The Hurrian Song of Release is an odd text. Part wisdom, part legend, the best we can guess is that it was a set of rituals, cultural memories, and advice to accompany what may have been a monumental life event, when a debtor or perhaps slave was released from bondage. Or perhaps when a whole city’s worth of slaves are released. Or perhaps it is actually just a number of unrelated texts recorded on the same clay tablet because they were individually too small and there was still plenty of space on the tablet. We don’t really know. But, there is some fascinating wisdom here, a look at ideas of wealth and status in Hurrian society, and a very, very interesting debate on whether slaves should be freed.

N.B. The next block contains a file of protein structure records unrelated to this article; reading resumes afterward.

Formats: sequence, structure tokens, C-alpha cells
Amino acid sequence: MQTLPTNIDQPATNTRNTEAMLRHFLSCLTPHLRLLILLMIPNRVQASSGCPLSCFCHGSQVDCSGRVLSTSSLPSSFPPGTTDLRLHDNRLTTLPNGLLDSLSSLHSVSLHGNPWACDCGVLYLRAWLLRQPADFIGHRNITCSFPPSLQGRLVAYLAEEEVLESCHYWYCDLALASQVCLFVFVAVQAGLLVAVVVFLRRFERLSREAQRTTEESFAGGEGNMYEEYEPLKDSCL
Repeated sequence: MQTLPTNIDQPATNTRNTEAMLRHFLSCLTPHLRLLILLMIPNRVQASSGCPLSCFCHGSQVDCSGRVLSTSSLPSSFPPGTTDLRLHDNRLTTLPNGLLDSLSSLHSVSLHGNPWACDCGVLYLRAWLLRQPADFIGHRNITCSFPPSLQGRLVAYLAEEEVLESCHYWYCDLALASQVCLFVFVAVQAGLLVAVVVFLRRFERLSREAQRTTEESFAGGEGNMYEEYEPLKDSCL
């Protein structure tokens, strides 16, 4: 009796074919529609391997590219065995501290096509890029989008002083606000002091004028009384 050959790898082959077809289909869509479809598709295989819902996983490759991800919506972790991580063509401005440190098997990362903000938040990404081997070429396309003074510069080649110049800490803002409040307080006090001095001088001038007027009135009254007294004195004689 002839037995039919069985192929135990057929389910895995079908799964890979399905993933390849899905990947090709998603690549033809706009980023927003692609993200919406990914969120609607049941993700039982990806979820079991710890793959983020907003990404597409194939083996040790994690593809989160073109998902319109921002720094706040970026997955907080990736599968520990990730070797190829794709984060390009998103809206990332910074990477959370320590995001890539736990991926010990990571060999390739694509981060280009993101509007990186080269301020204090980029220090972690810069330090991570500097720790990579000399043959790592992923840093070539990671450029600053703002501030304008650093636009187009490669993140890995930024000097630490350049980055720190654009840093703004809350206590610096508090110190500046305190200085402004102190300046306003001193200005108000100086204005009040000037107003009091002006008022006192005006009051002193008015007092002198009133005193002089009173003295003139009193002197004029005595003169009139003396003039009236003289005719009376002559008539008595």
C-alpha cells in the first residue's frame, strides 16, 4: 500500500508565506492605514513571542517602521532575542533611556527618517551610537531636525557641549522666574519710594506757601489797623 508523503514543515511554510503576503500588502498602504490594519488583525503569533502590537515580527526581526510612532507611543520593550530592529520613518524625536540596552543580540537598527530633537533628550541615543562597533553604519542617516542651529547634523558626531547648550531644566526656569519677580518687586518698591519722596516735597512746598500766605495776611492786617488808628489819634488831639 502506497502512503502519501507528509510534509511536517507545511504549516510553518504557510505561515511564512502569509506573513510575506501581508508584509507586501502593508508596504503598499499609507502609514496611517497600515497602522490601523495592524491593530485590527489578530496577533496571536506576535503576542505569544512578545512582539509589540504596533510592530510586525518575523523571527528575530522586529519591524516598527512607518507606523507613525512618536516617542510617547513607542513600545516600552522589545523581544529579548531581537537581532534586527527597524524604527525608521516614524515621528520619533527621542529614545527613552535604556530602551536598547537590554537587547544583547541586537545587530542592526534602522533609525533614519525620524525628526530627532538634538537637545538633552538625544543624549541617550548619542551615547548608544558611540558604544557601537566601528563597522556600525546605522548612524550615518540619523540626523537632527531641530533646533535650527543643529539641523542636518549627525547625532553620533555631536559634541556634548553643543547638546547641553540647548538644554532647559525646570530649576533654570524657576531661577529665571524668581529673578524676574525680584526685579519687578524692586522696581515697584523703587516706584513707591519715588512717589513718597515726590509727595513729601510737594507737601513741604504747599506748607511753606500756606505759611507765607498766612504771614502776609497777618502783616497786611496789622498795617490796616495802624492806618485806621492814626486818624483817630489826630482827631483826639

In the last tale, of Ebla, I gave Megi’s speech first, then stated that Zazalla responded. However, the typical translation has the whole thing in Zazalla’s voice. I don’t think this makes sense in the context of the rest of the story, and often times one of the biggest challenges of translating ancient text is figuring out where quotations start and end, and so I feel confident in changing things a bit.